The Giants' Eli Manning dives into the end zone on a naked bootleg before Rocky McIntosh can get to him in the first half.
Seth Wenig / AP Enlarge
EAST RUTHERFORD, N.J. - The New York Giants won the Super Bowl with defense, and they kicked off defense of that title with more of the same.
Playing without Pro Bowl linemen Michael Strahan and Osi Umenyiora, New York limited the new-look Washington Redskins to 11 first downs and 209 total yards and gave indications that these Giants are back for another run in a 16-7 victory that ushered in the NFL season last night.
"We played well, and it's no surprise to us," defensive tackle Barry Cofield said. "We feel like we got capable guys, and we held them for very few yards other than the two-minute situations where they got most of their yardage. We are confident in our defense and feel like if we stick with the scheme we'll have success all year."
Super Bowl MVP Eli Manning, Plaxico Burress, and the rest of the offense that started the Super Bowl against the New England Patriots also came up big in spoiling the debut of Redskins coach Jim Zorn and his West Coast offense.
Manning capped a game-opening 84-yard drive with a one-yard touchdown run, and recently signed John Carney kicked three field goals as the Giants scored on their first four possessions in posting a rare home win. They won their final 11 away from Giants Stadium in capturing their third Super Bowl, but they were 3-5 at home, losing the last four games.
The win capped a fun-filled opening night for Giants fans, who saw the retired Strahan hold up the Lombardi Trophy just minutes before the opening kickoff.
"It was a great opening to the season," said Manning, who completed 19 of 35 for 216 yards and an interception. "There was a lot of emotion, a lot of excitement. You could feel it in the crowd. It was great to see Michael holding the trophy.
"It was a great crowd. They were fired up. It was good to play well at home and to win a game at home. It's been a while."
Coordinator Steve Spagnuolo and his defense made sure the home woes came to an end. In the process he might have made Redskins owner Dan Synder think twice about trying harder to hire him.
Spagnuolo was a serious candidate to replace Joe Gibbs until backing out to stay with the Giants.
Zorn eventually got the job, but his offense did little against Spagnuolo's aggressive defense, which limited Washington to three of 13 third-down conversions.
Jason Campbell threw a 12-yard touchdown pass to Santana Moss with 13 seconds to play in the first half to account for the Redskins' points. The score was set up by a Giants' special teams lapse, a 50-yard kickoff return by Rock Cartwright.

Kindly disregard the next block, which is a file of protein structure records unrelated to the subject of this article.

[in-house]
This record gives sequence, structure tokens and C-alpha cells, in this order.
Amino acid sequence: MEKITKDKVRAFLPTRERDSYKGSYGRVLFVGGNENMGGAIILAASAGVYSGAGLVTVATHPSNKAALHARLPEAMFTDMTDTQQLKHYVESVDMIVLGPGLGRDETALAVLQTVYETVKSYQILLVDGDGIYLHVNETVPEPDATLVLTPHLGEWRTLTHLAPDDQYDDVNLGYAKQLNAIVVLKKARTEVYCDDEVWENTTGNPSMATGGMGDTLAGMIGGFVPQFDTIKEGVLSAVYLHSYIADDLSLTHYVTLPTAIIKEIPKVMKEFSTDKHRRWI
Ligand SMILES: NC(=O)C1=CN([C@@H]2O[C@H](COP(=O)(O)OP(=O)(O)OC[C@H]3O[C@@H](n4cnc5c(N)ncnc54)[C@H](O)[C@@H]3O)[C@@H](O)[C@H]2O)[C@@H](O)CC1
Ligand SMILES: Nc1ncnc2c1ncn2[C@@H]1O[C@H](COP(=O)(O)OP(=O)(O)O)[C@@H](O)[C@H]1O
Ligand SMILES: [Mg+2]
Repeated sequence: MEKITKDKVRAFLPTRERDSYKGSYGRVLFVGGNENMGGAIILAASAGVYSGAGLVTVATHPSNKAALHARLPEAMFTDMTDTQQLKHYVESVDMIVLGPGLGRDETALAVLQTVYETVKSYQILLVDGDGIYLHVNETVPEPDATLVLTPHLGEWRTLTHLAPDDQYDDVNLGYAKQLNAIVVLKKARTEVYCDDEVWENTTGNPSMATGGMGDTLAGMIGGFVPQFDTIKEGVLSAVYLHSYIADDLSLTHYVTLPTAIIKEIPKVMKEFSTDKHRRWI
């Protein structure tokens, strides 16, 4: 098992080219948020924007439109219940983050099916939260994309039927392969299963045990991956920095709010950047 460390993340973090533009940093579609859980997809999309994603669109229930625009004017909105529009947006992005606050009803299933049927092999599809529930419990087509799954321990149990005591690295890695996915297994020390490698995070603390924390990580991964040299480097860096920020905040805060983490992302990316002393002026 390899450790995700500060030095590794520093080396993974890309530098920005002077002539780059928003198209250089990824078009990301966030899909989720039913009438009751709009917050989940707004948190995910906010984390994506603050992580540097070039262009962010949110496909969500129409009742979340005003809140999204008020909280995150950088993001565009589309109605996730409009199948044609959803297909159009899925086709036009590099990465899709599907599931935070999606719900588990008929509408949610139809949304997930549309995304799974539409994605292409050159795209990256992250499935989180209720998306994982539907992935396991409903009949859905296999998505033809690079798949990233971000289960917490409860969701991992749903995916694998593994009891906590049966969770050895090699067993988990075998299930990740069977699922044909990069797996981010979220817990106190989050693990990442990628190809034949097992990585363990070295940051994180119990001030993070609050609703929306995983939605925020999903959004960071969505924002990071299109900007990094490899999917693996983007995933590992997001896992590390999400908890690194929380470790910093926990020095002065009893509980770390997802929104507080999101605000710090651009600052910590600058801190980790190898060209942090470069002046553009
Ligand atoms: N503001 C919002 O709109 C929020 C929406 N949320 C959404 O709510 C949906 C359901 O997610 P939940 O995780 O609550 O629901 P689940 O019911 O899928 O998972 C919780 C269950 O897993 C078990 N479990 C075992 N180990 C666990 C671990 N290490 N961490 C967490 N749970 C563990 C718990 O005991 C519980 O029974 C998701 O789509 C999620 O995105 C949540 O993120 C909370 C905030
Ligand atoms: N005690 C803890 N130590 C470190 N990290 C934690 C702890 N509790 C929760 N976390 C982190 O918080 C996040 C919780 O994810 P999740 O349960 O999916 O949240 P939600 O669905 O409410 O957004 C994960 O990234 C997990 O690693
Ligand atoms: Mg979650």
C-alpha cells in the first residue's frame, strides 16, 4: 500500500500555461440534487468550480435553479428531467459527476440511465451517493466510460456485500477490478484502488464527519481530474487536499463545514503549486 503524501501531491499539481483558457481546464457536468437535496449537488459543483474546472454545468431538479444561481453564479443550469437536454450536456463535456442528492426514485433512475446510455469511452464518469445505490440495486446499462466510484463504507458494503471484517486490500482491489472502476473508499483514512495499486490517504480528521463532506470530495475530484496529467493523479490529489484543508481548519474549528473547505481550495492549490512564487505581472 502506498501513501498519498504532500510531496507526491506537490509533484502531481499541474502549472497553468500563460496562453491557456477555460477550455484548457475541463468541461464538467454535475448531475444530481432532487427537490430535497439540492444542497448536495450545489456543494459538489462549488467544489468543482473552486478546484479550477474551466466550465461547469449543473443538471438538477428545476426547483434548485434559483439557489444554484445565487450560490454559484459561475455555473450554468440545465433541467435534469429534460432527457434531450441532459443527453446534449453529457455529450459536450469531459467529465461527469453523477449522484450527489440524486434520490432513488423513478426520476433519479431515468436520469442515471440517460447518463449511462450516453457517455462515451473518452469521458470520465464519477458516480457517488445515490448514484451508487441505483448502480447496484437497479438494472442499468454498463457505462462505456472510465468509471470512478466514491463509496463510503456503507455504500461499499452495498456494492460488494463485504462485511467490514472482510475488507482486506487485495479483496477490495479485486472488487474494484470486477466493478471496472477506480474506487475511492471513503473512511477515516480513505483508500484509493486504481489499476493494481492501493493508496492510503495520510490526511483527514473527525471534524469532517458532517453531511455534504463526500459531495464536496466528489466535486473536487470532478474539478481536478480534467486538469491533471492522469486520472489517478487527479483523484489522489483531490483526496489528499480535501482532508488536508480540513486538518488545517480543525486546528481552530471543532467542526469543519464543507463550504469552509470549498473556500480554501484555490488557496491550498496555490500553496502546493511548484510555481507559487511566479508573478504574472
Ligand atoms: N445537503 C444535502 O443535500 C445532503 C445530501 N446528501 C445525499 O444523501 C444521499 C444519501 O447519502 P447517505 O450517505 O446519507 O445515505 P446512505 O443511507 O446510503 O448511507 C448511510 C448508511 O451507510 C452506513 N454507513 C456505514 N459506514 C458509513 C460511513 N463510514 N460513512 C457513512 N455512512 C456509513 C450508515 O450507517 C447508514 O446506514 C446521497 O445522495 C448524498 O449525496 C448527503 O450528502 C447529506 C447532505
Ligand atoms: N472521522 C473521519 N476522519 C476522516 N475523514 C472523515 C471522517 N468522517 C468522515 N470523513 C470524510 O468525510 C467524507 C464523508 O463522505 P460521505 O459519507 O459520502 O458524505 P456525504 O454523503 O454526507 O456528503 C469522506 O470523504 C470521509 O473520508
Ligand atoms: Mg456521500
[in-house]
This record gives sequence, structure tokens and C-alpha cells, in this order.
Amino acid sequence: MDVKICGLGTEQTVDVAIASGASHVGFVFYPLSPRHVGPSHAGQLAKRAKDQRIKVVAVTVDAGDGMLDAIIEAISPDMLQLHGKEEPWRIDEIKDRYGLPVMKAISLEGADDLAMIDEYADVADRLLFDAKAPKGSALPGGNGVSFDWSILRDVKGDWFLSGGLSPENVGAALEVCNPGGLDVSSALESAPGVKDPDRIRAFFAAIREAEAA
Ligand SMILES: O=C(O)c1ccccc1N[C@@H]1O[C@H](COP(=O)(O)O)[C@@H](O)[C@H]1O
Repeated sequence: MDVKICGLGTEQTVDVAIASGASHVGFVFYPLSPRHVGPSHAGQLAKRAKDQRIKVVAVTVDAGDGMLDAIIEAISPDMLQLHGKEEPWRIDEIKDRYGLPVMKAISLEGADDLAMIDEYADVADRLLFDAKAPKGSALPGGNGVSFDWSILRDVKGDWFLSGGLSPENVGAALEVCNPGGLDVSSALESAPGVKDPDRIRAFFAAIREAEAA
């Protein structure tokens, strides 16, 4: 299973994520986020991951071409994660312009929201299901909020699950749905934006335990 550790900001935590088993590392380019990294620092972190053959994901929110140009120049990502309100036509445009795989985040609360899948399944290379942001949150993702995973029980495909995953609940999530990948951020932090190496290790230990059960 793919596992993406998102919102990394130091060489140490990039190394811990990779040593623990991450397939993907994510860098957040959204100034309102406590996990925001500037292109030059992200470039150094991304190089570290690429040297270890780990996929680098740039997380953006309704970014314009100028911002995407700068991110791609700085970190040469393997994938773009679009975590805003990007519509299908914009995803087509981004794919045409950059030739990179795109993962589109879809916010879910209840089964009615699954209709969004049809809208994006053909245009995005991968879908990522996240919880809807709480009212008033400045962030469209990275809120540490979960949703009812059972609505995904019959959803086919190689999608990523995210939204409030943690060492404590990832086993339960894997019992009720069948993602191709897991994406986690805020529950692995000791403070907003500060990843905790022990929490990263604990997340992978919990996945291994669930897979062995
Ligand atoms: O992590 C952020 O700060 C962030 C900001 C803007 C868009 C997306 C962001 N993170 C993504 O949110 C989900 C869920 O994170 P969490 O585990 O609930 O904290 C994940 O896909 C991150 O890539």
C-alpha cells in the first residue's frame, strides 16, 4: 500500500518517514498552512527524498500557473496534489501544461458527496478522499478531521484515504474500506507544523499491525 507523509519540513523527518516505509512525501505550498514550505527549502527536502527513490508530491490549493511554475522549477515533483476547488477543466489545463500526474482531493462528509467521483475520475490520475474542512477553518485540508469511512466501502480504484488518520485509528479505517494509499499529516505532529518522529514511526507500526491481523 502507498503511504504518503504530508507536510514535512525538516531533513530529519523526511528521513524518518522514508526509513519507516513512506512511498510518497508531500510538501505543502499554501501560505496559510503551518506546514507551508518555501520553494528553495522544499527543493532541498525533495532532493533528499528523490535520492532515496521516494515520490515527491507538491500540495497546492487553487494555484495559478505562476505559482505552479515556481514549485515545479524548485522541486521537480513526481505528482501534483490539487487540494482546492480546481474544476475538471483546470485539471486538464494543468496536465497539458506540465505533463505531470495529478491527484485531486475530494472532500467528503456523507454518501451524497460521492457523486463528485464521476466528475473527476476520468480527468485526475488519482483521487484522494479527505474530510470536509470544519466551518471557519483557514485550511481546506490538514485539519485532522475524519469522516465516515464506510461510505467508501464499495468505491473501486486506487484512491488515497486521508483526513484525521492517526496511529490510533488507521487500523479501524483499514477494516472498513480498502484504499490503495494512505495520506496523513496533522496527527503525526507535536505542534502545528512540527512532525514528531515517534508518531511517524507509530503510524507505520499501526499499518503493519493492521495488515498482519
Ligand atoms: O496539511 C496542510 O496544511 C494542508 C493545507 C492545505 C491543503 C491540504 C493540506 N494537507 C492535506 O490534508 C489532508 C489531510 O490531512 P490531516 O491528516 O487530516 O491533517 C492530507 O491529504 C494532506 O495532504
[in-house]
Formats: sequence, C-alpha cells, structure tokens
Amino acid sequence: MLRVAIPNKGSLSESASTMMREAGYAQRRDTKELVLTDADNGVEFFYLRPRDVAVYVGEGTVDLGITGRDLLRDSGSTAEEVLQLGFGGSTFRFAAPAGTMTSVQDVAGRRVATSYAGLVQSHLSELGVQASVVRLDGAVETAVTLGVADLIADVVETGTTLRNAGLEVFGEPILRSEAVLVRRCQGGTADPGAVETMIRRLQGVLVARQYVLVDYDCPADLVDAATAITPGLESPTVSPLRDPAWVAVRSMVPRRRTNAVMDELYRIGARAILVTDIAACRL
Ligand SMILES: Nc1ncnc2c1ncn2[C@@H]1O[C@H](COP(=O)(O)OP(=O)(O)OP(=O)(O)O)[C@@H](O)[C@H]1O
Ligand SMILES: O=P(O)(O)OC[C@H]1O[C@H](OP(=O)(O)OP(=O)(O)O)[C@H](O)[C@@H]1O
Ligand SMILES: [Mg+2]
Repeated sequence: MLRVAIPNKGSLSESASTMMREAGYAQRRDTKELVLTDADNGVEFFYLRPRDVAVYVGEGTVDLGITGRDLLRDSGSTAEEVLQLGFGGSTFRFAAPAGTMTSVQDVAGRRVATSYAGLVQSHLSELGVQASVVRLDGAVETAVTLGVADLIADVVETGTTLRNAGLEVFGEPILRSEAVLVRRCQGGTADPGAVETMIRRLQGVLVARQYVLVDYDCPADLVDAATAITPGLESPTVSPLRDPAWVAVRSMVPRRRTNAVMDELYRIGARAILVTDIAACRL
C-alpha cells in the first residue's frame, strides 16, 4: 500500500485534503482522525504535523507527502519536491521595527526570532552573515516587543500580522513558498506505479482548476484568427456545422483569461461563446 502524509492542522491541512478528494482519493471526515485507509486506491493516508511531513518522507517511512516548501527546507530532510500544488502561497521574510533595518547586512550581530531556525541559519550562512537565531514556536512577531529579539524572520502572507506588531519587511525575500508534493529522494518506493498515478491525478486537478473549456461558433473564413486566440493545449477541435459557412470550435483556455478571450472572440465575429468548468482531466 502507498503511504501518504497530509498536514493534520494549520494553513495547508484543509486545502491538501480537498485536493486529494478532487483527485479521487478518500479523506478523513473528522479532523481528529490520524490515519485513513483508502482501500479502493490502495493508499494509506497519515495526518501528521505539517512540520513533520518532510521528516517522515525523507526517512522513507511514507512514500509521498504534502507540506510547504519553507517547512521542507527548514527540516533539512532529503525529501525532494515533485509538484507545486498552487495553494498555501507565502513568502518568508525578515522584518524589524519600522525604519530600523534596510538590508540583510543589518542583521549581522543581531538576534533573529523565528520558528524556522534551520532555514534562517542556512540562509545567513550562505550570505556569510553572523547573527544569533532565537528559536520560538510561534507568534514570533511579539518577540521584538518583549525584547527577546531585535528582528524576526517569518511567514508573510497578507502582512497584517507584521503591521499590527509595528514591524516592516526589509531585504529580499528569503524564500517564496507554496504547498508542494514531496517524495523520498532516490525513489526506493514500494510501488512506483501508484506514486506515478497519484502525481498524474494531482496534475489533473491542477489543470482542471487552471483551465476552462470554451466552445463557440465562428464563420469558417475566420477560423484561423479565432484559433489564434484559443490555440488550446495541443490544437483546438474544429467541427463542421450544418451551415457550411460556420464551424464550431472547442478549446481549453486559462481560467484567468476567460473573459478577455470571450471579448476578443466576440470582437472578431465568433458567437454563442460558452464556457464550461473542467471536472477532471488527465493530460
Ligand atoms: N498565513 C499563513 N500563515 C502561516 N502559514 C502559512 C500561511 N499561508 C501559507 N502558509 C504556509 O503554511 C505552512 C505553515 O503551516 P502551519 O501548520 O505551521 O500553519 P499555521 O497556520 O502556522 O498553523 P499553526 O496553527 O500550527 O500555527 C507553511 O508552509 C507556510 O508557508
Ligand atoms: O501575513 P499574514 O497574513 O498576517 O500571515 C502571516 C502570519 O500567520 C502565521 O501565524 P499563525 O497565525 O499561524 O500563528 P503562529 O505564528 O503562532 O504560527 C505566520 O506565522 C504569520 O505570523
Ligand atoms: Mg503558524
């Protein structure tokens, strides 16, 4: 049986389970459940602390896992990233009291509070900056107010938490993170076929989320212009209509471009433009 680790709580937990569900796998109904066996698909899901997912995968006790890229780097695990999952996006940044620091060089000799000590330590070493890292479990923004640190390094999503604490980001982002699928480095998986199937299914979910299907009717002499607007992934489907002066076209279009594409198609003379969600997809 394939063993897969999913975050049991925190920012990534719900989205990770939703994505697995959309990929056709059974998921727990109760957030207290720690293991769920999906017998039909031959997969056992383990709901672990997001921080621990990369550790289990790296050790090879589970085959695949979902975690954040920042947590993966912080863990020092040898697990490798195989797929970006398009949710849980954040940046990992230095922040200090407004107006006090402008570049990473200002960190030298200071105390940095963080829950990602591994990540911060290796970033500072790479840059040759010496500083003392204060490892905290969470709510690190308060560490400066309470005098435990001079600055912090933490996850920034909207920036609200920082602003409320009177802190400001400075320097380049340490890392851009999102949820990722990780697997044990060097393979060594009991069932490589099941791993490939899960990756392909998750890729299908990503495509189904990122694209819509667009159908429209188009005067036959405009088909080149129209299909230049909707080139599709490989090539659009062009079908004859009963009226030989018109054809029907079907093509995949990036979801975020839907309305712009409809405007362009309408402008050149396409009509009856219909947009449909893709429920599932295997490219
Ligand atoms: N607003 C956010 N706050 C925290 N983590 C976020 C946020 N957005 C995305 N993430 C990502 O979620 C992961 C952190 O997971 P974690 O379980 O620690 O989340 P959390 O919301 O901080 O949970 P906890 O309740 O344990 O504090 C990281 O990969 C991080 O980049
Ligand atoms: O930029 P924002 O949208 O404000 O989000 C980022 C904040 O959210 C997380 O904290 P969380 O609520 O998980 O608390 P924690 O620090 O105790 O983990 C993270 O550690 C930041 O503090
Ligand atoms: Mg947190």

Washington only got in New York territory three times in the game, the last time in the final seconds.
"A team held us to three and out for over half the game," said Redskins halfback Clinton Portis, who had 84 yards on 23 carries. "We have to be better than that."
The only concern for the Giants was that defensive end Mathias Kiwanuka went down with an ankle injury on the final play, but he said after the game that he was OK. He was switched from linebacker to end when Umenyiora was lost for the season with a knee injury in the preseason.
Other than that the game belonged to the Giants, who have been overlooked when it comes to their chances of repeating. Their odds were 25-1 heading into the game.
"We are not worried about what people are saying," middle linebacker Antonio Pierce said. "We are trying to win games. You have to get to the Super Bowl to repeat, and if we don't make the playoffs if won't matter."
Manning, Burress (10 catches for 133 yards), and halfback Brandon Jacobs (21 carries for 116 yards) had the fans on their feet time for most of the first half.
Manning completed passes of 30, 19, and 11 yards to Burress, who signed a two-year contract extension just hours before the game that will pay him an average of $7 million annually for the next five years.
Burress more than earned his money on the 11-play opening drive. His 11-yard catch got the ball close, and Manning scored on a naked rollout one play after a pass-interference penalty gave New York a first-and-goal at the 1.
Carney, signed on Saturday after a knee injury sidelined Lawrence Tynes, kicked a 24-yard field goal to push the lead to 10-0 on the Giants' second possession. It capped a nine-play, 45-yard drive that featured a bruising 17-yard run by Jacobs.
The Giants' defense, which led the league with 53 sacks last season, contributed to the score by forcing Washington to a three-and-out series in Zorn's debut of the West Coast offense.
Justin Tuck, who replaced Strahan at left end, started the series, with a sack.
Carney's 25-yarder was set up by a 23-yard pass to Sinorice Moss, Santana's brother. The drive for the third field goal was highlighted by a 24-yard run by Jacobs.
Campbell finished 15-of-27 for 133 yards, but he was very ineffective on third down. Washington had the ball for less than 25 minutes.
"The thing that hurt us was not converting those first downs when we had the opportunity," Zorn said. "We had third-and-6 and we'd made 5. We'd have third-and-9 and make 8 1/2. We'd have third-and-7 and make 6. We just couldn't get over that line."